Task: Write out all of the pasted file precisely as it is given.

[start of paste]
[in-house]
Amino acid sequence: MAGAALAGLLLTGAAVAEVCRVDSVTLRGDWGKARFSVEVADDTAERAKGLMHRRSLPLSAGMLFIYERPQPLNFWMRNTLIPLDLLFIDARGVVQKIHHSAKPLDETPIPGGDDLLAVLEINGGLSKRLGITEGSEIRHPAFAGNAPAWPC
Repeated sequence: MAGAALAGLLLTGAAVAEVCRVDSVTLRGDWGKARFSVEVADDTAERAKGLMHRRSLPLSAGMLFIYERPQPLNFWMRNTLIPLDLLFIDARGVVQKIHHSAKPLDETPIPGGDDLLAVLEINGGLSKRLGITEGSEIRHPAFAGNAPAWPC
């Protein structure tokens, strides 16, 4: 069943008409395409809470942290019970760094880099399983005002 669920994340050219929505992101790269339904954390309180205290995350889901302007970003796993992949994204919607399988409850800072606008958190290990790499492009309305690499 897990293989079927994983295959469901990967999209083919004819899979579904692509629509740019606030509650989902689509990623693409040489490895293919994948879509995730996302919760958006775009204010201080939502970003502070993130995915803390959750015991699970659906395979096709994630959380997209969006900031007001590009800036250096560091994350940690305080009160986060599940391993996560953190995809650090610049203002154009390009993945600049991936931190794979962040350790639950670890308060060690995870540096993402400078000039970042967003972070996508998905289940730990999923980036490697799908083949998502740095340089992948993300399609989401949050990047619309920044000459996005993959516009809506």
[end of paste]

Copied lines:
[in-house]
Amino acid sequence: MAGAALAGLLLTGAAVAEVCRVDSVTLRGDWGKARFSVEVADDTAERAKGLMHRRSLPLSAGMLFIYERPQPLNFWMRNTLIPLDLLFIDARGVVQKIHHSAKPLDETPIPGGDDLLAVLEINGGLSKRLGITEGSEIRHPAFAGNAPAWPC
Repeated sequence: MAGAALAGLLLTGAAVAEVCRVDSVTLRGDWGKARFSVEVADDTAERAKGLMHRRSLPLSAGMLFIYERPQPLNFWMRNTLIPLDLLFIDARGVVQKIHHSAKPLDETPIPGGDDLLAVLEINGGLSKRLGITEGSEIRHPAFAGNAPAWPC
């Protein structure tokens, strides 16, 4: 069943008409395409809470942290019970760094880099399983005002 669920994340050219929505992101790269339904954390309180205290995350889901302007970003796993992949994204919607399988409850800072606008958190290990790499492009309305690499 897990293989079927994983295959469901990967999209083919004819899979579904692509629509740019606030509650989902689509990623693409040489490895293919994948879509995730996302919760958006775009204010201080939502970003502070993130995915803390959750015991699970659906395979096709994630959380997209969006900031007001590009800036250096560091994350940690305080009160986060599940391993996560953190995809650090610049203002154009390009993945600049991936931190794979962040350790639950670890308060060690995870540096993402400078000039970042967003972070996508998905289940730990999923980036490697799908083949998502740095340089992948993300399609989401949050990047619309920044000459996005993959516009809506």